Author: Ruth Schumann Antelme and Stephane Rossini
Trade Paperback, 240 pages
Publisher: Inner Traditions
Publication date: 1999
List: US$24.95, C$39.95
Price & More Info: Click Here
In all honesty, I had not planned to review this book until I was challenged
by a reader of my reviews to tackle it. Egyptology is not one of my strong
suits, and I'm not particularly interested in reading about sexuality, which
made this book a challenge for me.
The author, Ruth Schumann Antelme, is an Egyptologist, a former professor at
the Ecole de Louvre, and an emeritus researcher of the CNRS in France
(National Center for Scientific Research), and the illustrator, Stephane
Rossini, has illustrated other books on the subject of Egyptology. Some of
the illustrations have been "restored", based on other samples.
Some of the images contained within this volume (there are over 150
black-and-white illustrations and 20 color plates) are the ones familiar to
the reader on the subject of Egyptian religion. The majority of them,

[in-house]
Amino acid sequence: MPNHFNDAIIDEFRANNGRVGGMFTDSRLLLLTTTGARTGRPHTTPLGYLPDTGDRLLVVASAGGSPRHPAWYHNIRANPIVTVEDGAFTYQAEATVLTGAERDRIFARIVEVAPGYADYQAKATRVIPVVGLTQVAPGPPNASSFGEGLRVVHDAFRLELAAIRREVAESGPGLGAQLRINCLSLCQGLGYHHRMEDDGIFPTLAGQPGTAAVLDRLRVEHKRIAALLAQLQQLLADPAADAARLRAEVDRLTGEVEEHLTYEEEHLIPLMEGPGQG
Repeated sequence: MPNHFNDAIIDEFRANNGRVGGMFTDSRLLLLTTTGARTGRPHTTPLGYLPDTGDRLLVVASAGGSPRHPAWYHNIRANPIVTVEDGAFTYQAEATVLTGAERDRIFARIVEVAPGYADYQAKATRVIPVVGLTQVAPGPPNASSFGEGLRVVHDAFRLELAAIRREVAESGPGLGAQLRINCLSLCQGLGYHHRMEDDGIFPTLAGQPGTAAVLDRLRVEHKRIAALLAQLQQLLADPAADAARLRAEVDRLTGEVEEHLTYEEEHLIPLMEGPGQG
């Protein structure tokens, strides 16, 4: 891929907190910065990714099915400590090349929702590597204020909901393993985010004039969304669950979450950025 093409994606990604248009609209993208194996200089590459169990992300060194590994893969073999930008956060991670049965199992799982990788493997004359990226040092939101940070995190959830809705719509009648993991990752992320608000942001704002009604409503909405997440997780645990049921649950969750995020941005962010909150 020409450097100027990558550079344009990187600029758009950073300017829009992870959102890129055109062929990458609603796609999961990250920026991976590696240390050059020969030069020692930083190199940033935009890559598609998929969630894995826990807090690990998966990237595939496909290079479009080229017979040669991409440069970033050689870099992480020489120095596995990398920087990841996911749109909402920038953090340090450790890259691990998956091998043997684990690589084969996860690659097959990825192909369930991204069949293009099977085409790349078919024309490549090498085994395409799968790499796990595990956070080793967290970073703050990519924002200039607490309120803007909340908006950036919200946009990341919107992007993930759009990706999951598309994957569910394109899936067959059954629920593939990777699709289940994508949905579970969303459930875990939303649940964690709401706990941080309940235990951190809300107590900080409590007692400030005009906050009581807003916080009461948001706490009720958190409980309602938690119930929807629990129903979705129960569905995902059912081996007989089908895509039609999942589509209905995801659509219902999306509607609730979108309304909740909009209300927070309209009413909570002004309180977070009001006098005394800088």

however, are definitely not of the G-rated variety. For those who are used
to thinking of the life of Egypt in the sanitized form we learned about in
school, there are shocks in store.
As should be obvious to anyone who stops to think about it, a region such as
Egypt (which is obviously dependent upon a fertility religion because of the
climate) must have included images of fertility and procreation among its
The notes refer to some extremely specialized publications which will be
unfamiliar to most readers (as they are to me). This, however, only serves
to expand the field of exploration for those interested in continuing their
education on this topic.
Where uncertainty exists in regard to the meaning of a given drawing,
carving, or other illustration, the author is not hesitant about admitting
that uncertainty. Where uncertainty exists about the actual content or form
of a given illustration, she points it out.
The appendices include an extremely simplified chronology of ancient Egypt
from the Early Dynastic Period (circa 300 B.C.) to the Byzantine domination
(circa 400 A.D.); a list of the deities mentioned in the current work;
Egyptian place names; some hieroglyphic examples; and a glossary.
I am glad that this book was suggested to me. I wouldn't have ordered it on
my own, but it was a pleasure to read. I probably won't be reading a lot
more on the subject, but that is simply because of my many more pressing
interests (although if I take some time off from reviewing, I may change my
Reviewed by Mike Gleason